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Good, old-fashioned anti-Hollywood sentiment has dogged the making of Valkyrie, director Bryan Singer's cinematic retelling of the 1944 Stauffenberg assassination attempt on Hitler. There's been the usual European indignation and snobbery about America taking on anything "of ours". But most of the criticism has surrounded the central casting of Tom Cruise. Even Stauffenberg's son weighed in when the star's involvement was first announced. "It's bound to be rubbish," he told an interviewer at the time. "He should keep his hands off my father. He should climb a mountain or go surfing in the Caribbean. I don't care what he does, so long as he keeps out of it."

Steady on now. Such vitriolic contempt goes way beyond the call. An expression of wry surprise might have been more dignified, maybe even justified. Stauffenberg Snr was, after all, a tall and charismatic German count. Cruise is 5' 7" on a good PR day, and even at 46, more successfully conjures up the spirit of the high-school prom king, or the can-do eager pup, than that of a European aristocrat steeped in honour and hinterland. I imagine that Stauffenberg Jnr would have preferred a young Jeremy Irons or a Charles Dance perhaps - performers with a finely cultivated, if actor-ish, sense of breeding. But such types are rather thin on the ground these days.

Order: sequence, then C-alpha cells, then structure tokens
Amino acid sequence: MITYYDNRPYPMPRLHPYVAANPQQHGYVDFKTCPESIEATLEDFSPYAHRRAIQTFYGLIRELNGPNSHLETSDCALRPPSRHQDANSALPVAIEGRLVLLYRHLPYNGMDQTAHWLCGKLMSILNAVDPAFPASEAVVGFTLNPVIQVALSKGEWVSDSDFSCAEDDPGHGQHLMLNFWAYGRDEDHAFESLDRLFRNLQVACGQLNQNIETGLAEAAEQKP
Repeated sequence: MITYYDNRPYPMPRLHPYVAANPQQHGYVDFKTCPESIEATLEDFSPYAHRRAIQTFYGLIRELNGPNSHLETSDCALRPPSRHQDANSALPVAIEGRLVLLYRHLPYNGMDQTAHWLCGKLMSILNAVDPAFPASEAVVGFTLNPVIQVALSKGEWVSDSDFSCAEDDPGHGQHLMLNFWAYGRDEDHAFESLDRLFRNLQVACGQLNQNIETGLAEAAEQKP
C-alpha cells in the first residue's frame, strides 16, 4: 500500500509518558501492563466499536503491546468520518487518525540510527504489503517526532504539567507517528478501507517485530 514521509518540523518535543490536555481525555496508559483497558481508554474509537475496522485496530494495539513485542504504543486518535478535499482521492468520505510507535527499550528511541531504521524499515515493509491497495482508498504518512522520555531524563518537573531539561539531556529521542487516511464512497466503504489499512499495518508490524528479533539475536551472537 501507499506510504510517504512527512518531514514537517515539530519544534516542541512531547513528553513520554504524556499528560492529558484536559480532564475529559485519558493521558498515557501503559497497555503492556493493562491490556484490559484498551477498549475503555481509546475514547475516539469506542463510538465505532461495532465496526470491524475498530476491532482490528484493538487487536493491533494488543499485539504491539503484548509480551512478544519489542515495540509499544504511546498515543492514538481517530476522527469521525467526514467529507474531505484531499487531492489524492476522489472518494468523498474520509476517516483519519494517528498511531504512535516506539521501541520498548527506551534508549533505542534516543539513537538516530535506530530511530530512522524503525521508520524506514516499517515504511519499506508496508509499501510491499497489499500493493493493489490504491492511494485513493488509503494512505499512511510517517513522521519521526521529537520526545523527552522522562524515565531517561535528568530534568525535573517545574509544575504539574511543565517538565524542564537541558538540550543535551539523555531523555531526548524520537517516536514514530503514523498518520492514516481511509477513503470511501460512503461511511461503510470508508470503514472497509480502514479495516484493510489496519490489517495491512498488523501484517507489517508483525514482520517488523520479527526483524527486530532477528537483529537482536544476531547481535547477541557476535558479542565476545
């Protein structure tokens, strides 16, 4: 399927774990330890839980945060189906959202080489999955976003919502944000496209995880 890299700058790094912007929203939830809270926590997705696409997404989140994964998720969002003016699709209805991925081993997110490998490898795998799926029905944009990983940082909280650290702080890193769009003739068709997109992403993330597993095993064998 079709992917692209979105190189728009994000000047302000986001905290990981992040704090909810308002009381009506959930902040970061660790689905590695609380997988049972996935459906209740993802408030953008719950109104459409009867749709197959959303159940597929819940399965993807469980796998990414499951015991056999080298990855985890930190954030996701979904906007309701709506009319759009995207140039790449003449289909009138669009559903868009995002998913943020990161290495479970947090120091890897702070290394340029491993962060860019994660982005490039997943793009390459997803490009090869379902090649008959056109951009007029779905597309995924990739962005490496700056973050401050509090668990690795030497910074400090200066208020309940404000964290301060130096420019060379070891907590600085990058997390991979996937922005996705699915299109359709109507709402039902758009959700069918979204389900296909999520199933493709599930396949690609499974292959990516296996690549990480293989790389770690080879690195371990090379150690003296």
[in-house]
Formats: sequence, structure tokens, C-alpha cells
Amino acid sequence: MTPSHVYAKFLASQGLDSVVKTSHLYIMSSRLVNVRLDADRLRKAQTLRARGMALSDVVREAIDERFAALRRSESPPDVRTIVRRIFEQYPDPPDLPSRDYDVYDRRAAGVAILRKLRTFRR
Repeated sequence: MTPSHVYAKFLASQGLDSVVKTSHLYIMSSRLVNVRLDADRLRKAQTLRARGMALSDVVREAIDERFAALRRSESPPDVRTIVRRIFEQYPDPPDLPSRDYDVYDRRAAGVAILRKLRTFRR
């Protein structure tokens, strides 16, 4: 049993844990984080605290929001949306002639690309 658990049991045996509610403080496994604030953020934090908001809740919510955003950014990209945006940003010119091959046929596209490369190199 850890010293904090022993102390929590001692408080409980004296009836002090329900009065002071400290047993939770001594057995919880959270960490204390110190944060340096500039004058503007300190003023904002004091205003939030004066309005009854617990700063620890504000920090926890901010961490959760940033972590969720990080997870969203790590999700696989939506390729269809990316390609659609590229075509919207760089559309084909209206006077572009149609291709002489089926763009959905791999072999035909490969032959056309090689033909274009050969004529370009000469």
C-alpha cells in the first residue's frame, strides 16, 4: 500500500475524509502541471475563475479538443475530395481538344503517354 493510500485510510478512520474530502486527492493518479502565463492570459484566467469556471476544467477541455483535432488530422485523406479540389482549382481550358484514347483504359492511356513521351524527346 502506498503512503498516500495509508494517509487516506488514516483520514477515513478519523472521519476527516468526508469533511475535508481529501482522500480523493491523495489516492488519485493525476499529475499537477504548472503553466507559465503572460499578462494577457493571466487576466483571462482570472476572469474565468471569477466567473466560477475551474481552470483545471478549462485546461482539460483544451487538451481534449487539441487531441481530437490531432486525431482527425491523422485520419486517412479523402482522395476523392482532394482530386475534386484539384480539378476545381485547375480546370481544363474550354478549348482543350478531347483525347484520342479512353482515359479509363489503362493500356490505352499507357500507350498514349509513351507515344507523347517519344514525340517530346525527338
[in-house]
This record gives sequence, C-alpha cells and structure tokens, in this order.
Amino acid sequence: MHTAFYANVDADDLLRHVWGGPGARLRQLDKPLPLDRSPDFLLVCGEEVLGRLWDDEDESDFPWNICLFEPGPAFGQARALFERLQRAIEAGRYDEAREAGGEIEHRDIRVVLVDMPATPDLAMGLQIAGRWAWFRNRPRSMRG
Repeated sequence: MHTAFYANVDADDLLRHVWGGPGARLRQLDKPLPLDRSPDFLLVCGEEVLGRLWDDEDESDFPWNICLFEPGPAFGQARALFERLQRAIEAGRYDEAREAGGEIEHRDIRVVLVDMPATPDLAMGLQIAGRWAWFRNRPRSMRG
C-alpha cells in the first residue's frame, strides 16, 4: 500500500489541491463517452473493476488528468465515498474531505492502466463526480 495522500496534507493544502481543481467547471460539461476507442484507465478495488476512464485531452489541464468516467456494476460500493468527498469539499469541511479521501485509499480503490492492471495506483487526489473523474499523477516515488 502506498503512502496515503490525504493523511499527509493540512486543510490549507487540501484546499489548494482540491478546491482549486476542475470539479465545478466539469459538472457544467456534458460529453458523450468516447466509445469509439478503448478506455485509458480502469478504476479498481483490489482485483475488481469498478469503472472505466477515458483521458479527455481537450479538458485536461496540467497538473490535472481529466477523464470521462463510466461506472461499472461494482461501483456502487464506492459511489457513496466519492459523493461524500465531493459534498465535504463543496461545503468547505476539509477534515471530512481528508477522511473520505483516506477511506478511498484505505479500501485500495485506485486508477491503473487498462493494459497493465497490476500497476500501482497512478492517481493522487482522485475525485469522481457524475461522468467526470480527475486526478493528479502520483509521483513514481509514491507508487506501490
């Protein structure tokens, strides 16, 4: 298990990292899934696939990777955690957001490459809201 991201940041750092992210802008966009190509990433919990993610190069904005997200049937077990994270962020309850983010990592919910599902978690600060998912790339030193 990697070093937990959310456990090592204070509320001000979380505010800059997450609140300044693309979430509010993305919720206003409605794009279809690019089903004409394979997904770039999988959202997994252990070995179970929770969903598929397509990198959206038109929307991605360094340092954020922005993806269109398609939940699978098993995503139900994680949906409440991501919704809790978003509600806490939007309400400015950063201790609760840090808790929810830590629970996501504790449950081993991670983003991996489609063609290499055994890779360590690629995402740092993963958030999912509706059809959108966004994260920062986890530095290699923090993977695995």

We got Cruise, and it's largely down to him, along with a superbly pared-down narrative, that the film actually works as well as it does. The toothy, sparkly grin is not once to be seen. Even when that sometimes grating brand of Cruise "intensity" rears its head, it is reined in fast. He is sombre. But all this would not in itself be enough. It is Cruise's status as a gold-plated movie star, his screen presence, which brings the character of Stauffenberg alive and underlines his heroic status. In any ensemble scene (and there are many, especially in the first half, as the coup against the Führer is planned) your eyes always drift across the room, past the rather motley contingent of British stalwarts hired to play his co-conspirators - to him. If that was the effect the real man had, then Cruise makes it work for us now.

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